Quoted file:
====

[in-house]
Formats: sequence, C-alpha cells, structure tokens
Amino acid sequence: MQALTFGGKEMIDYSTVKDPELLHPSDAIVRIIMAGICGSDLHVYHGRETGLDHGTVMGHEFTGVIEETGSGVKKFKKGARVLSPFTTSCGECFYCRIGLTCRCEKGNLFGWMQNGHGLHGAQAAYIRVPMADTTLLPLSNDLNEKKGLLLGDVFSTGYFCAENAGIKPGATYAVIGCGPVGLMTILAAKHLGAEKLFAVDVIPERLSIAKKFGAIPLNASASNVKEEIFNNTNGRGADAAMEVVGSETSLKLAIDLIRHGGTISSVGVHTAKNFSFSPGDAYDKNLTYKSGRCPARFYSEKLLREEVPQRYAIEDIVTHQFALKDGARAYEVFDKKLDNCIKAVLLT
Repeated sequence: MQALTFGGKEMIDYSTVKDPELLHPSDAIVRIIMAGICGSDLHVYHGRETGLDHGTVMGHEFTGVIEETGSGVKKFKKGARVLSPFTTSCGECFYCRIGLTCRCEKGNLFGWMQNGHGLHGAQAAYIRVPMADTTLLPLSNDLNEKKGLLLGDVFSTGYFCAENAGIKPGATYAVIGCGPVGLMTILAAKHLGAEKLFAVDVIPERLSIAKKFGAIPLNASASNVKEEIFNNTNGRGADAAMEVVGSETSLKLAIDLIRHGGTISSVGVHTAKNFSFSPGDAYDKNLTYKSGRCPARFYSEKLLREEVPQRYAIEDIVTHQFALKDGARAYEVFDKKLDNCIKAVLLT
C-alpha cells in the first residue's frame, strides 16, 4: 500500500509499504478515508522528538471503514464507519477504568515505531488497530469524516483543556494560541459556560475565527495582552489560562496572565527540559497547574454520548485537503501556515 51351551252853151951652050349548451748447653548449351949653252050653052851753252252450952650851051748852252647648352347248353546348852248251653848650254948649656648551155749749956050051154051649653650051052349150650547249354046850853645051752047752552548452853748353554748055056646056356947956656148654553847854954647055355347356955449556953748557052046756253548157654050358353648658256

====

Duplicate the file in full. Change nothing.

[in-house]
Formats: sequence, C-alpha cells, structure tokens
Amino acid sequence: MQALTFGGKEMIDYSTVKDPELLHPSDAIVRIIMAGICGSDLHVYHGRETGLDHGTVMGHEFTGVIEETGSGVKKFKKGARVLSPFTTSCGECFYCRIGLTCRCEKGNLFGWMQNGHGLHGAQAAYIRVPMADTTLLPLSNDLNEKKGLLLGDVFSTGYFCAENAGIKPGATYAVIGCGPVGLMTILAAKHLGAEKLFAVDVIPERLSIAKKFGAIPLNASASNVKEEIFNNTNGRGADAAMEVVGSETSLKLAIDLIRHGGTISSVGVHTAKNFSFSPGDAYDKNLTYKSGRCPARFYSEKLLREEVPQRYAIEDIVTHQFALKDGARAYEVFDKKLDNCIKAVLLT
Repeated sequence: MQALTFGGKEMIDYSTVKDPELLHPSDAIVRIIMAGICGSDLHVYHGRETGLDHGTVMGHEFTGVIEETGSGVKKFKKGARVLSPFTTSCGECFYCRIGLTCRCEKGNLFGWMQNGHGLHGAQAAYIRVPMADTTLLPLSNDLNEKKGLLLGDVFSTGYFCAENAGIKPGATYAVIGCGPVGLMTILAAKHLGAEKLFAVDVIPERLSIAKKFGAIPLNASASNVKEEIFNNTNGRGADAAMEVVGSETSLKLAIDLIRHGGTISSVGVHTAKNFSFSPGDAYDKNLTYKSGRCPARFYSEKLLREEVPQRYAIEDIVTHQFALKDGARAYEVFDKKLDNCIKAVLLT
C-alpha cells in the first residue's frame, strides 16, 4: 500500500509499504478515508522528538471503514464507519477504568515505531488497530469524516483543556494560541459556560475565527495582552489560562496572565527540559497547574454520548485537503501556515 51351551252853151951652050349548451748447653548449351949653252050653052851753252252450952650851051748852252647648352347248353546348852248251653848650254948649656648551155749749956050051154051649653650051052349150650547249354046850853645051752047752552548452853748353554748055056646056356947956656148654553847854954647055355347356955449556953748557052046756253548157654050358353648658256